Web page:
lean poultry
And while egg whites are also a good option, egg yolks are high in fat, which can trigger GERD symptoms.

Also, when cooking protein, try using methods such as grilling, baking, or poaching, rather than frying.


A general rule for GERD is to avoid or reduce saturated fats from meat and dairy products and trans fats from processed foods and replace them with foods containing healthy fats. These include:

avocado oil
olive oil
oily fish
nuts and seeds

Whole grains

Whole grains are good sources of fiber. Research links high-fiber diets to reduced risk of reflux symptoms. Here are some whole grain foods:

oat flakes
brown rice
wholemeal bread

Foods to avoid with GERD

Certain foods can trigger GERD symptoms. Since GERD is a digestive disorder, diet can often influence the symptoms of this condition. With this in mind, making diet and lifestyle changes can help treat many cases of GERD. Research from 2019 found a link between reflux esophagitis, which refers to inflammation usually due to GERD, and high intake of specific foods.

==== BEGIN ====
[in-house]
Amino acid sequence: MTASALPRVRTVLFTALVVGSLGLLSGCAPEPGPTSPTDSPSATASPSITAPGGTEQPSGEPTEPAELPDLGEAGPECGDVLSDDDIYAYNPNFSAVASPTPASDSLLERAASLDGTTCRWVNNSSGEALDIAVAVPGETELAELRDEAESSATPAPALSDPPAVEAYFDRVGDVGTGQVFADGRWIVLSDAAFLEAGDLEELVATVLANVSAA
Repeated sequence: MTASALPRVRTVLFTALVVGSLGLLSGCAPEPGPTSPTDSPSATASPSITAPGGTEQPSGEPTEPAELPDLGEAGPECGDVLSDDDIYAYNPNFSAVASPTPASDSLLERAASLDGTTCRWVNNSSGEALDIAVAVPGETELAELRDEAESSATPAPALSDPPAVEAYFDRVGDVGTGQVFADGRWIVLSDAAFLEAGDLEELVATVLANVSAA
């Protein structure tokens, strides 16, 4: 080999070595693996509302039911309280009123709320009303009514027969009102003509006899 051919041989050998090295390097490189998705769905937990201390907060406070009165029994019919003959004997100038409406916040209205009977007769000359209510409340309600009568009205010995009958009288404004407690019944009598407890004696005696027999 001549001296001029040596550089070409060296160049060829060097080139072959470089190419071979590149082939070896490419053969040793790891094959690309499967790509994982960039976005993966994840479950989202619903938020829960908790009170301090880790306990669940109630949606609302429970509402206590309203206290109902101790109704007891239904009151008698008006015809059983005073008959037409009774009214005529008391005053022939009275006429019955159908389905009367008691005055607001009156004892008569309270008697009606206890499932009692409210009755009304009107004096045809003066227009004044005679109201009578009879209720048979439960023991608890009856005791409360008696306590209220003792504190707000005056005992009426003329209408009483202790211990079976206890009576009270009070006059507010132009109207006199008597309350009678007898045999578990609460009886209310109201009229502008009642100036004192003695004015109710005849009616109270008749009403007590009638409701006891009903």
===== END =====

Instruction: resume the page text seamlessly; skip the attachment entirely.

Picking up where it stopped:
Foods that may make GERD or reflux esophagitis symptoms worse include:

– meat, which tends to be high in cholesterol and fatty acids
– oils and foods rich in fats, which can cause relaxation of the sphincter of the stomach
– high amounts of salt
– calcium-rich foods, such as milk and cheese, which are sources of saturated fat.


A 2021 review looked at the relationship between cow’s milk allergy and GERD symptoms in children. Researchers have found that children with the allergy often show symptoms of GERD after consuming cow’s milk. Ongoing research aims to determine whether this phenomenon also applies to adults. People who regularly experience discomfort or bloating after consuming dairy products containing cow’s milk may find that eliminating them from their diet reduces these symptoms.